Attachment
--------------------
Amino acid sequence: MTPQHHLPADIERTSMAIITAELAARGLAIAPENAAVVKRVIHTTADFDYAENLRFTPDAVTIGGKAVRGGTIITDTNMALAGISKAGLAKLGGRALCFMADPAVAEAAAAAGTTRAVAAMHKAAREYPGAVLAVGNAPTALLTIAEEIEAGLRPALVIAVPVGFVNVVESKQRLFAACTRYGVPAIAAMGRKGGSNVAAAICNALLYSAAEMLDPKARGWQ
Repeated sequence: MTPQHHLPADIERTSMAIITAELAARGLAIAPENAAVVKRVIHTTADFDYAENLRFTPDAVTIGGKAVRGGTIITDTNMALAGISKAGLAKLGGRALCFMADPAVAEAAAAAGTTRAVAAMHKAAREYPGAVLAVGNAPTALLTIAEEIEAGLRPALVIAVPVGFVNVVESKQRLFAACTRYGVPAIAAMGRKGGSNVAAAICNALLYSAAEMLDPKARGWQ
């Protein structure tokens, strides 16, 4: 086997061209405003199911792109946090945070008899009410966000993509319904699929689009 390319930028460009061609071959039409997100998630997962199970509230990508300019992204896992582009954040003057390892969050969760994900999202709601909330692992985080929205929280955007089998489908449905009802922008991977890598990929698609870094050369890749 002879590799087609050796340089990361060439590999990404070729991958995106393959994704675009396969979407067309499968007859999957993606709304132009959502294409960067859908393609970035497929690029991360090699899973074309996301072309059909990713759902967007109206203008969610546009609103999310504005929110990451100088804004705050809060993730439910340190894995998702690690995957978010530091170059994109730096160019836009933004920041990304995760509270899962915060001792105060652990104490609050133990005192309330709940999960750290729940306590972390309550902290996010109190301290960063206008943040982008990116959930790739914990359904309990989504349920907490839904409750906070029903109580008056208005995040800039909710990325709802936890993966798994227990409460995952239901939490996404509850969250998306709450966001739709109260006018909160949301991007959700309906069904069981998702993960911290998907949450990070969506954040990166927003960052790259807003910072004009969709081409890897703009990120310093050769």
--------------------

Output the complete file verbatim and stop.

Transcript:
Amino acid sequence: MTPQHHLPADIERTSMAIITAELAARGLAIAPENAAVVKRVIHTTADFDYAENLRFTPDAVTIGGKAVRGGTIITDTNMALAGISKAGLAKLGGRALCFMADPAVAEAAAAAGTTRAVAAMHKAAREYPGAVLAVGNAPTALLTIAEEIEAGLRPALVIAVPVGFVNVVESKQRLFAACTRYGVPAIAAMGRKGGSNVAAAICNALLYSAAEMLDPKARGWQ
Repeated sequence: MTPQHHLPADIERTSMAIITAELAARGLAIAPENAAVVKRVIHTTADFDYAENLRFTPDAVTIGGKAVRGGTIITDTNMALAGISKAGLAKLGGRALCFMADPAVAEAAAAAGTTRAVAAMHKAAREYPGAVLAVGNAPTALLTIAEEIEAGLRPALVIAVPVGFVNVVESKQRLFAACTRYGVPAIAAMGRKGGSNVAAAICNALLYSAAEMLDPKARGWQ
């Protein structure tokens, strides 16, 4: 086997061209405003199911792109946090945070008899009410966000993509319904699929689009 390319930028460009061609071959039409997100998630997962199970509230990508300019992204896992582009954040003057390892969050969760994900999202709601909330692992985080929205929280955007089998489908449905009802922008991977890598990929698609870094050369890749 002879590799087609050796340089990361060439590999990404070729991958995106393959994704675009396969979407067309499968007859999957993606709304132009959502294409960067859908393609970035497929690029991360090699899973074309996301072309059909990713759902967007109206203008969610546009609103999310504005929110990451100088804004705050809060993730439910340190894995998702690690995957978010530091170059994109730096160019836009933004920041990304995760509270899962915060001792105060652990104490609050133990005192309330709940999960750290729940306590972390309550902290996010109190301290960063206008943040982008990116959930790739914990359904309990989504349920907490839904409750906070029903109580008056208005995040800039909710990325709802936890993966798994227990409460995952239901939490996404509850969250998306709450966001739709109260006018909160949301991007959700309906069904069981998702993960911290998907949450990070969506954040990166927003960052790259807003910072004009969709081409890897703009990120310093050769």